District: PANAMABUENA VISTA USD Bakersfield, CA; a 16,500–student districtType Of Whiteboard: Luidia eBeam (Luidia’s eBeam Whiteboard System with Bluetooth is $1,200), www.luidia.comWhy whiteboards?“We already had whiteboards instead of chalkboards in every class. We wanted to turn them into multifunctional electronic whiteboards,” says Terrell Tucker, director of information and technology services.We chose these whiteboards because ...“eBeam turns a projected image into an interactive image without the expense of a traditional electronic whiteboard,” says Tucker. “We were looking for function and convenience and affordability, and the Luidia makes any white surface interactive.”What do you like about the whiteboards?“Teachers can control their PCs from it and do terrific lessons. Watching the kids interact is amazing, especially at the first-grade level. Everyone loves having interactivity on a standard whiteboard.”What don’t you like about the whiteboards?“A small annoyance: We occasionally get some reflection from objects we have clipped to the board and have to move it around.”Have teachers integrated the whiteboards successfully?“We installed a Luidia in one class at 5:30pm,” says Tucker. “By 11 the next morning, the students were already using the board. The teacher figured it out before school started and used it immediately.”Any advice for schools that are considering whiteboards?Tucker suggests figuring out what your district needs, what it would really like, and the fluff that would be useful. Then pick the best-fitting solution. He suggests giving it first to the teachers who will use it the most, to increase enthusiasm.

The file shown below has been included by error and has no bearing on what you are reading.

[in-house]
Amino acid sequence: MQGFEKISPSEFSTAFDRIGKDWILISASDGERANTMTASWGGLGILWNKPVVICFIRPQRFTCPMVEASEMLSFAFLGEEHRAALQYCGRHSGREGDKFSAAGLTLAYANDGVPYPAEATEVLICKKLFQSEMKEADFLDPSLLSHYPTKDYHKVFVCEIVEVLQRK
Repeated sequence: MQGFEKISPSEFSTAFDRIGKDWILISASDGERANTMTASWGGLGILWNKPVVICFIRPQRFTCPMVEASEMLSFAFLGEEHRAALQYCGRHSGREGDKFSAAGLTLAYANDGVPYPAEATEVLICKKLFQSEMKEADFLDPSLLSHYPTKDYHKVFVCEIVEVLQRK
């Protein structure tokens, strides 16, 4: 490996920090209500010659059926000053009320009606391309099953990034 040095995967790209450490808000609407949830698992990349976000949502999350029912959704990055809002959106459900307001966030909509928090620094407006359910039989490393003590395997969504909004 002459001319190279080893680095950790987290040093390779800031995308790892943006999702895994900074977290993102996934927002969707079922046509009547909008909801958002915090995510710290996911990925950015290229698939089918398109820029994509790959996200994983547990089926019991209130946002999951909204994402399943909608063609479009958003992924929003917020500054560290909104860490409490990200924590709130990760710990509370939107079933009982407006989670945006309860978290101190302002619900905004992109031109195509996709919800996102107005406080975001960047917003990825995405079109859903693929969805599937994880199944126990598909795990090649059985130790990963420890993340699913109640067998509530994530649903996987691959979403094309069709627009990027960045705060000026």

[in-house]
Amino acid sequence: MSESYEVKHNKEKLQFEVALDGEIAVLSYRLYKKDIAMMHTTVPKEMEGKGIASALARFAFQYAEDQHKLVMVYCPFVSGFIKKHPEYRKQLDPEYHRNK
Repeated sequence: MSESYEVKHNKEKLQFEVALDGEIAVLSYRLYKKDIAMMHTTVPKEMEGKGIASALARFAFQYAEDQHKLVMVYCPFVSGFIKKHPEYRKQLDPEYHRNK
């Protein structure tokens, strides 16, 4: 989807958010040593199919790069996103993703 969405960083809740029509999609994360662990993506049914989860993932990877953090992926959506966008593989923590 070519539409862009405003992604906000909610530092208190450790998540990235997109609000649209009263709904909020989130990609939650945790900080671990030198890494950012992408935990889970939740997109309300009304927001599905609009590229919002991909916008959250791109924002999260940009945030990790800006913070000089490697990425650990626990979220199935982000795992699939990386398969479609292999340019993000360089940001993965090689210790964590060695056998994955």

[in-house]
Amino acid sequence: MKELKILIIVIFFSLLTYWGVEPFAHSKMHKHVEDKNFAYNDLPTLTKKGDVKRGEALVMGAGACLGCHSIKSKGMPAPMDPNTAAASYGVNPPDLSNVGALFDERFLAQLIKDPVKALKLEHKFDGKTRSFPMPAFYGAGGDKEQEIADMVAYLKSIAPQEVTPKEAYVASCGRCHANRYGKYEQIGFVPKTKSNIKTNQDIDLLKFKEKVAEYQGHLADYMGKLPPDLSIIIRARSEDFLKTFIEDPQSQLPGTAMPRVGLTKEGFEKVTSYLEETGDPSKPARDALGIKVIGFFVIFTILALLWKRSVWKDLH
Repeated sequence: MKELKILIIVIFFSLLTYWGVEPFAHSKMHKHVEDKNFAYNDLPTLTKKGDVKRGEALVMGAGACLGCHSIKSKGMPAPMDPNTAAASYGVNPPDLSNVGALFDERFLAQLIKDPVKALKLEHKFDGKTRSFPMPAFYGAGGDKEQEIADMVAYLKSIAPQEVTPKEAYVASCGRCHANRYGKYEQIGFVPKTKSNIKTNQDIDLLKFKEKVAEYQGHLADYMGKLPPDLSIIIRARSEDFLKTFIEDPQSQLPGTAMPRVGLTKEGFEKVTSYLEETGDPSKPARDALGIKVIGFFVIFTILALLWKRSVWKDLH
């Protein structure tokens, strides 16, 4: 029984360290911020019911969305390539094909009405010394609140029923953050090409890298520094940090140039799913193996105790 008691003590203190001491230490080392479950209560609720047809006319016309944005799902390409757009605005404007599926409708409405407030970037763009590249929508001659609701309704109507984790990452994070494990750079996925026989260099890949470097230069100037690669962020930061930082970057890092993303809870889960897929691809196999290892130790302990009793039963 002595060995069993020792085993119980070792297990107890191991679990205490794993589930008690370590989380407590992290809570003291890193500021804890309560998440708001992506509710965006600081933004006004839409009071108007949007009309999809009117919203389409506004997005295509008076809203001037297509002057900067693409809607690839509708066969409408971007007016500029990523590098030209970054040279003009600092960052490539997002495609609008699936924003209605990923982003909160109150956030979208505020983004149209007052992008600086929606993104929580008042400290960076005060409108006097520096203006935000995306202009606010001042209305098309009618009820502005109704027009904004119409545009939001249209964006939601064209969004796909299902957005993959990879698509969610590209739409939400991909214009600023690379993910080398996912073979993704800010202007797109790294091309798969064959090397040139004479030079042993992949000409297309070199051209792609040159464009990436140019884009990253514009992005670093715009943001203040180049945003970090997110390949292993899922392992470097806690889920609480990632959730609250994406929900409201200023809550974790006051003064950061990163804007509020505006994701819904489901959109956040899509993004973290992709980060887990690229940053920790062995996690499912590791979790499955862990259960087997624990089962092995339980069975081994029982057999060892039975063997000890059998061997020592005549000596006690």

District: ENTERPRISE ELEMENTARY SCHOOL DISTRICT Redding, CA; a 3,500-student districtType Of Whiteboard: eInstruction (the Interwrite Board Model 1095 is $1,825), www.interwritelearning.comWhy whiteboards?California students aren’t tied into a particular district because of where they live, so districts need to “compete for students,” says J.D. Wolfe, director of IT. “We wanted our tech offering to be the most appealing and beneficial for students.”We chose these whiteboards because ...Wolfe loved eLearning’s flexibility. “We bought just the components we wanted and integrated them,” he says. “Interwrite is only board I know that lets you use a regular pen. That makes it easier for teachers, especially those less comfortable with technology.”What do you like about the whiteboards?“The feedback is positive. Teachers say it opens a whole new realm for reaching kids. They’re thrilled with the lesson plans already created by other teachers in various subjects, and Interwrite support has been great.”What don’t you like about the whiteboards?As with any new technology, Wolfe says, there have been a few bugs, but they’ve been worked out quickly and easily.Have teachers integrated the whiteboards successfully?“The teachers who have them rave about them,” says Wolfe. “Many used the Interwrite pad before we bought these; they even bought the pads with their own classroom money.”Any advice for schools that are considering whiteboards?Wolfe suggests evaluating your needs against the products out there, and then looking at your budget. “Plan for professional development,” he urges. “Also, be sure to involve your teachers in the decision process; you’ll create more buy-in.”